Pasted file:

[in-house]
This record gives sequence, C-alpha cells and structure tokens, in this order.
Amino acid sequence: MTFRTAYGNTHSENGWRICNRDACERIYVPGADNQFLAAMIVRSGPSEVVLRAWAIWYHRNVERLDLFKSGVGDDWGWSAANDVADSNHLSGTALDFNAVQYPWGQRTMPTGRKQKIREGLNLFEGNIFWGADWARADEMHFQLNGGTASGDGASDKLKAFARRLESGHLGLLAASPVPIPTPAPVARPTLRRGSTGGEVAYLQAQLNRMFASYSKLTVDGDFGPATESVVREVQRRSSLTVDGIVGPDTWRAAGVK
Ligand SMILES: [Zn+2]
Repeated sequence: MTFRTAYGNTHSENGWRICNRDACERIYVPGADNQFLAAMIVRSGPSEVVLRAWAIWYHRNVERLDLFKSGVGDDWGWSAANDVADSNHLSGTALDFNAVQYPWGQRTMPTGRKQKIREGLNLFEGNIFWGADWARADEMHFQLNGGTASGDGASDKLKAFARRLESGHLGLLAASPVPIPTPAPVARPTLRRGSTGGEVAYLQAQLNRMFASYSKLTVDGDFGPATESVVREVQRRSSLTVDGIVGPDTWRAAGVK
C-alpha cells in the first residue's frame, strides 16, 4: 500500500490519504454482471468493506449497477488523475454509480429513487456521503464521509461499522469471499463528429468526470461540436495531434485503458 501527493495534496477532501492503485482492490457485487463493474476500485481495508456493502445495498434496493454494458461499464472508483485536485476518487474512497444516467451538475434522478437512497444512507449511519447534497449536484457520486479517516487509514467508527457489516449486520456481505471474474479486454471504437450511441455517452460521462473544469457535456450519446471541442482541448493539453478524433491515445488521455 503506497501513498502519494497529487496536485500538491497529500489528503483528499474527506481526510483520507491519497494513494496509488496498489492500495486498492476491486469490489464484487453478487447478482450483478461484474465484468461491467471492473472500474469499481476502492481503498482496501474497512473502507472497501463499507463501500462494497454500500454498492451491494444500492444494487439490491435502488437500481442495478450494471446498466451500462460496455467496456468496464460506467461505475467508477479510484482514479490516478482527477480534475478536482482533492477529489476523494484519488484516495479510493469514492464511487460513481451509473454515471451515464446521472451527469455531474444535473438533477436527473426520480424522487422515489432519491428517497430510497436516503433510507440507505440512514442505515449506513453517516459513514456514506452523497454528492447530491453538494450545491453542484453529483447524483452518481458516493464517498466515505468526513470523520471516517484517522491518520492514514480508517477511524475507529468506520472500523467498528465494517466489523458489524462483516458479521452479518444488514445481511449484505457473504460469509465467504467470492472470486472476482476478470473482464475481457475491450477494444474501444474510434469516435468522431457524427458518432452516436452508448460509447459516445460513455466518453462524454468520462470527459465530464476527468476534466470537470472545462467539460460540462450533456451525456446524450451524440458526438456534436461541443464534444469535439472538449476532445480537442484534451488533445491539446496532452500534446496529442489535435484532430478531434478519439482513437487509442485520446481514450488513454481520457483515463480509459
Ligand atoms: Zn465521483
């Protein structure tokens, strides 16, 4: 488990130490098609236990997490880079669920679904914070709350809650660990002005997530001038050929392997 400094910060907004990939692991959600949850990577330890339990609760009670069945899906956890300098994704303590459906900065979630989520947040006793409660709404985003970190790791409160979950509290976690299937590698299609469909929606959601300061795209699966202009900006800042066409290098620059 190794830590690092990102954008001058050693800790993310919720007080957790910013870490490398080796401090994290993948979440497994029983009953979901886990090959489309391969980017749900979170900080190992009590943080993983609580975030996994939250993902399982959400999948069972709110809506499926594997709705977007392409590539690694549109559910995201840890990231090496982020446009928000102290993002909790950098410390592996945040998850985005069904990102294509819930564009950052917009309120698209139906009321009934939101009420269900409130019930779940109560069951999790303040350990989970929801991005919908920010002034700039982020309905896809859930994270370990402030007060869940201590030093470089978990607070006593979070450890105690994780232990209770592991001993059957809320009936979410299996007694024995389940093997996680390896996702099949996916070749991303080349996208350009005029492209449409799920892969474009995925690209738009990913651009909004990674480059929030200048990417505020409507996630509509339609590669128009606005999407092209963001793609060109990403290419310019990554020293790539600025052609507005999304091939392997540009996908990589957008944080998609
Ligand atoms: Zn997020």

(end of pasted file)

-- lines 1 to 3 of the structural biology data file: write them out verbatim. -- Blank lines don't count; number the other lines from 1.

[in-house]
This record gives sequence, C-alpha cells and structure tokens, in this order.
Amino acid sequence: MTFRTAYGNTHSENGWRICNRDACERIYVPGADNQFLAAMIVRSGPSEVVLRAWAIWYHRNVERLDLFKSGVGDDWGWSAANDVADSNHLSGTALDFNAVQYPWGQRTMPTGRKQKIREGLNLFEGNIFWGADWARADEMHFQLNGGTASGDGASDKLKAFARRLESGHLGLLAASPVPIPTPAPVARPTLRRGSTGGEVAYLQAQLNRMFASYSKLTVDGDFGPATESVVREVQRRSSLTVDGIVGPDTWRAAGVK